This article was originally published on TIME.
President Obama used his final national security speech to not only thank U.S. troops for their work over the past eight years, but also appeared to send a message to his successor, President-elect Donald Trump.
In his speech at the MacDill Air Force Base in Tampa, Fla., on Tuesday, Obama seemingly touched on a variety of concerns about the president-elect that emerged during the campaign trail, including Trump’s support of torture and generalizations about the Muslim community.
The president also said the U.S. should uphold its values both at home and abroad, explicitly saying that stigmatizing Muslims would be counterproductive to the larger goal of fighting terrorism.
“We are fighting terrorists who claim to fight on behalf of Islam, but do they do not speak for over a billion Muslims around the world,” Obama said. “If we stigmatize Muslims, that just feeds the terrorist narrative.”
The U.S., he added, is not “a country that imposes religious tests as a price for freedom.” Aides to the Trump transition team have suggested that under the incoming administration, there could be a registry for Muslims in the U.S. Obama also said the U.S. is “a society where we can criticize a president without threat of retribution.”
“We are a nation that—at our best—has been defined by hope, and not fear,” Obama said.
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The president also spoke to what he believes should be the path forward for the future administration, from keeping the threat “in perspective,” to upholding American values by favoring seeking justice instead of torture to remaining transparent. The president said his administration’s decision to release a memo that outlined the legal framework around military action—which many viewed as a hint to Trump—was an example of that in practice.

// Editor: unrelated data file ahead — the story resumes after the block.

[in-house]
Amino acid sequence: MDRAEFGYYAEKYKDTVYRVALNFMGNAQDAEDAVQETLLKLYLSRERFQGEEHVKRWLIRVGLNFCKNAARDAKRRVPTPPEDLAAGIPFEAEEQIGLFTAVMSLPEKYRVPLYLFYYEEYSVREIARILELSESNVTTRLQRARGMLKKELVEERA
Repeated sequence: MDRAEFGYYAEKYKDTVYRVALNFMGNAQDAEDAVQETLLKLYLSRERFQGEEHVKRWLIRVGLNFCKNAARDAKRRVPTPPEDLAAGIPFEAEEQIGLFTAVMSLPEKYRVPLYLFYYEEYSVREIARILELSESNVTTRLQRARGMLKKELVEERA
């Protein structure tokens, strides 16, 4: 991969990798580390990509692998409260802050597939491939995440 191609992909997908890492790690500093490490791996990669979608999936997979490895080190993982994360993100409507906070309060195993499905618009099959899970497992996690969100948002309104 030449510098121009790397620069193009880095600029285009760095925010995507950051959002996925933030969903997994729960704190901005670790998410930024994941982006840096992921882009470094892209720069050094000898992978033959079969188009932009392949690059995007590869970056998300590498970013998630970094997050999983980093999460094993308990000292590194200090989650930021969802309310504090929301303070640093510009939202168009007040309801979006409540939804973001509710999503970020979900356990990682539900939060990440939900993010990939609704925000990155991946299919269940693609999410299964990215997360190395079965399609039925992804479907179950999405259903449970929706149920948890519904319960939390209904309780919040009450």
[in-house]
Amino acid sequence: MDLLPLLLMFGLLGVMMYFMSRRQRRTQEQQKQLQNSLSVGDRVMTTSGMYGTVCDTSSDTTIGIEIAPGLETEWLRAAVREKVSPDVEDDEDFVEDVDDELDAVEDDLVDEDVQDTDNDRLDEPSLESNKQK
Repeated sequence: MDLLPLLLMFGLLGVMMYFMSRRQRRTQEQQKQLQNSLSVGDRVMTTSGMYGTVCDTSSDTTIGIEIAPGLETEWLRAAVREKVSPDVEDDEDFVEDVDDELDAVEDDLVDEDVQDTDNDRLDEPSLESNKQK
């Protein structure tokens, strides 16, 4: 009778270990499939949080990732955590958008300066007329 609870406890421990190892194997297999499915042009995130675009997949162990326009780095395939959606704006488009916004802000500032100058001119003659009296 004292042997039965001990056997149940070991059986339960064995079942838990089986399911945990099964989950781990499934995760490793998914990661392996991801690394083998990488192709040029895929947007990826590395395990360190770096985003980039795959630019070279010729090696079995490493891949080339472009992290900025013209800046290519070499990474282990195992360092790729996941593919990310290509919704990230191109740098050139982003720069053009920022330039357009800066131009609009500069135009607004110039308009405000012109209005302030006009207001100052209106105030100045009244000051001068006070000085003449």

At the beginning of his speech, Obama said the U.S. should be proud of the work his administration has done on national security during what is being billed as his final speech on the subject. “We should take great pride in the progress that we’ve made over the past eight years,” he said.
In touting his record, the president said that there has been no “successful attack” carried out by a major terrorist organization on the U.S. homeland over the past year years and that new partnerships have been built overseas. “All of this progress is due to the work of men and women like you,” the president told the crowd of troops. “It’s thanks to you.”
The president acknowledged that there have been setbacks. And though there have been no attacks at the same level as 9/11, he said, the threat of terrorism has and will endured due to the spiderweb reach of groups like ISIS that use social media to recruit and spread hateful ideology. Obama said the threat is compounded by the ease with which people in the U.S., including those with terrorist leanings, can get their hands on powerful weapons. “To say that we’ve made progress is not to say that the job is done. We know that the threat persists,” Obama said. “We have to take a long view of the terrorist threat, and pursue a smart strategy that can be sustained.”